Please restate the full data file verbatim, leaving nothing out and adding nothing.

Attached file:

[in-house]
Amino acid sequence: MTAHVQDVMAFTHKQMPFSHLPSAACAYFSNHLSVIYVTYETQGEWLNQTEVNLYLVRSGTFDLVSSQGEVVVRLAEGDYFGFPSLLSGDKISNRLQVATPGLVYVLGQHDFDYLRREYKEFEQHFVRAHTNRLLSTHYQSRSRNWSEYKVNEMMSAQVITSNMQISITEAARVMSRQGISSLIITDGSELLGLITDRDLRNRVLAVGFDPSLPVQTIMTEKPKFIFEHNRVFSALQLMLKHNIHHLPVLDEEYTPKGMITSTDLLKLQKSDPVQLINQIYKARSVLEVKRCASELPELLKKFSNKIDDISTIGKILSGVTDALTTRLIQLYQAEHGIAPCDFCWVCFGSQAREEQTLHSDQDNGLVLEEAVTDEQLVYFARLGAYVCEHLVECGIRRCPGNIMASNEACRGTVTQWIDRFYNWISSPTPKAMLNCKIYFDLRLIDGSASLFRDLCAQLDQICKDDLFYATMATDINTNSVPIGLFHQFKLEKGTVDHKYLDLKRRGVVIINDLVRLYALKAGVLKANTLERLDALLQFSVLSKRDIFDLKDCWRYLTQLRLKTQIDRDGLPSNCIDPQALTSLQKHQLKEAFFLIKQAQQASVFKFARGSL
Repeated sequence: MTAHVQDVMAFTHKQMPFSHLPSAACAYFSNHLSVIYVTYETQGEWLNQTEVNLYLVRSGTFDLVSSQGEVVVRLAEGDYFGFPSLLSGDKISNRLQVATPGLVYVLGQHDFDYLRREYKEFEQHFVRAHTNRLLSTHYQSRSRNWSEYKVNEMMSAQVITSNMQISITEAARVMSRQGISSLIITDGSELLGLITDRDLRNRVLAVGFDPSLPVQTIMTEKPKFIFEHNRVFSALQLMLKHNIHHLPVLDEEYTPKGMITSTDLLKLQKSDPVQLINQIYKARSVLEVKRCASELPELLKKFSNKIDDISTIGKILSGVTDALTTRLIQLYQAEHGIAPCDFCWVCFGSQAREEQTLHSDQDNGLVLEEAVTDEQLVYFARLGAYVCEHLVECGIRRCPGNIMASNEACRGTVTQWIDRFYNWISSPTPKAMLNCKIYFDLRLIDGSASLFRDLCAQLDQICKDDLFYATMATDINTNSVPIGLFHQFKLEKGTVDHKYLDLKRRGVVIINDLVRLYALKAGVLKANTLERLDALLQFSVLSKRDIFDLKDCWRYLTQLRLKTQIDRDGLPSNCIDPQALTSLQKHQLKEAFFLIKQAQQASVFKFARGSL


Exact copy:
[in-house]
Amino acid sequence: MTAHVQDVMAFTHKQMPFSHLPSAACAYFSNHLSVIYVTYETQGEWLNQTEVNLYLVRSGTFDLVSSQGEVVVRLAEGDYFGFPSLLSGDKISNRLQVATPGLVYVLGQHDFDYLRREYKEFEQHFVRAHTNRLLSTHYQSRSRNWSEYKVNEMMSAQVITSNMQISITEAARVMSRQGISSLIITDGSELLGLITDRDLRNRVLAVGFDPSLPVQTIMTEKPKFIFEHNRVFSALQLMLKHNIHHLPVLDEEYTPKGMITSTDLLKLQKSDPVQLINQIYKARSVLEVKRCASELPELLKKFSNKIDDISTIGKILSGVTDALTTRLIQLYQAEHGIAPCDFCWVCFGSQAREEQTLHSDQDNGLVLEEAVTDEQLVYFARLGAYVCEHLVECGIRRCPGNIMASNEACRGTVTQWIDRFYNWISSPTPKAMLNCKIYFDLRLIDGSASLFRDLCAQLDQICKDDLFYATMATDINTNSVPIGLFHQFKLEKGTVDHKYLDLKRRGVVIINDLVRLYALKAGVLKANTLERLDALLQFSVLSKRDIFDLKDCWRYLTQLRLKTQIDRDGLPSNCIDPQALTSLQKHQLKEAFFLIKQAQQASVFKFARGSL
Repeated sequence: MTAHVQDVMAFTHKQMPFSHLPSAACAYFSNHLSVIYVTYETQGEWLNQTEVNLYLVRSGTFDLVSSQGEVVVRLAEGDYFGFPSLLSGDKISNRLQVATPGLVYVLGQHDFDYLRREYKEFEQHFVRAHTNRLLSTHYQSRSRNWSEYKVNEMMSAQVITSNMQISITEAARVMSRQGISSLIITDGSELLGLITDRDLRNRVLAVGFDPSLPVQTIMTEKPKFIFEHNRVFSALQLMLKHNIHHLPVLDEEYTPKGMITSTDLLKLQKSDPVQLINQIYKARSVLEVKRCASELPELLKKFSNKIDDISTIGKILSGVTDALTTRLIQLYQAEHGIAPCDFCWVCFGSQAREEQTLHSDQDNGLVLEEAVTDEQLVYFARLGAYVCEHLVECGIRRCPGNIMASNEACRGTVTQWIDRFYNWISSPTPKAMLNCKIYFDLRLIDGSASLFRDLCAQLDQICKDDLFYATMATDINTNSVPIGLFHQFKLEKGTVDHKYLDLKRRGVVIINDLVRLYALKAGVLKANTLERLDALLQFSVLSKRDIFDLKDCWRYLTQLRLKTQIDRDGLPSNCIDPQALTSLQKHQLKEAFFLIKQAQQASVFKFARGSL